if they don’t know much about lentils? They should know that lentil dishes are not all about that one time gnarly lentil soup that you tried somewhere that tastes like wallpaper paste or or glue or something. They actually they’re so versatile and they they adapt themselves to so many different recipes in so many different flavors. You can use them absolutely anywhere. They’re an amazing protein. They, in so many different ways.
Grounded by the Farm 07:03
I think that protein component is a piece that a lot of people in the health side of food, want more people to understand. It’s a really good profile for protein. It doesn’t carry a lot of fat unless you add it to it in the cooking process. Right, right. Right and and it’s fiber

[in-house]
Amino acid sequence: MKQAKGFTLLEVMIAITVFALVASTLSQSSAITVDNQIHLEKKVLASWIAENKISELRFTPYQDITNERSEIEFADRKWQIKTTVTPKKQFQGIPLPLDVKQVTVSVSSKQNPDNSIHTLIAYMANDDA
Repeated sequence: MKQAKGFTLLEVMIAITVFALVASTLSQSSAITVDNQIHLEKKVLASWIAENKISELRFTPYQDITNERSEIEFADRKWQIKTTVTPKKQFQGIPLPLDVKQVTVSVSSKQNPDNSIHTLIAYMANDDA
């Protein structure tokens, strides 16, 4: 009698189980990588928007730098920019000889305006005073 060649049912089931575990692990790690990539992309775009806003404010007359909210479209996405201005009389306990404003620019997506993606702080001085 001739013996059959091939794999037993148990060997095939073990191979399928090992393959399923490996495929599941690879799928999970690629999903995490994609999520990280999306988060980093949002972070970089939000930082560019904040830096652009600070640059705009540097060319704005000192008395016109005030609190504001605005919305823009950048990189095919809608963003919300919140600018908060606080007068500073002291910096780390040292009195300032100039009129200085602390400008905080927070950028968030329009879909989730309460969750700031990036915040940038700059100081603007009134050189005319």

Shauna Farver 07:23
ton of fiber. You have to be careful with them. Yeah. I know. Our little guys. Yep.
Grounded by the Farm 07:28
Yeah, so I’ve heard a lot more people ought to be considering them. When you look at them as a group of you know, what are lentils? They’re a pulse correct.
Shauna Farver 07:39
They are pulse crop.
Grounded by the Farm 07:41
Most people think of their plate as green vegetables, proteins. So this fits as protein but most people think of being like kind of things as vegetables. So
Shauna Farver 07:54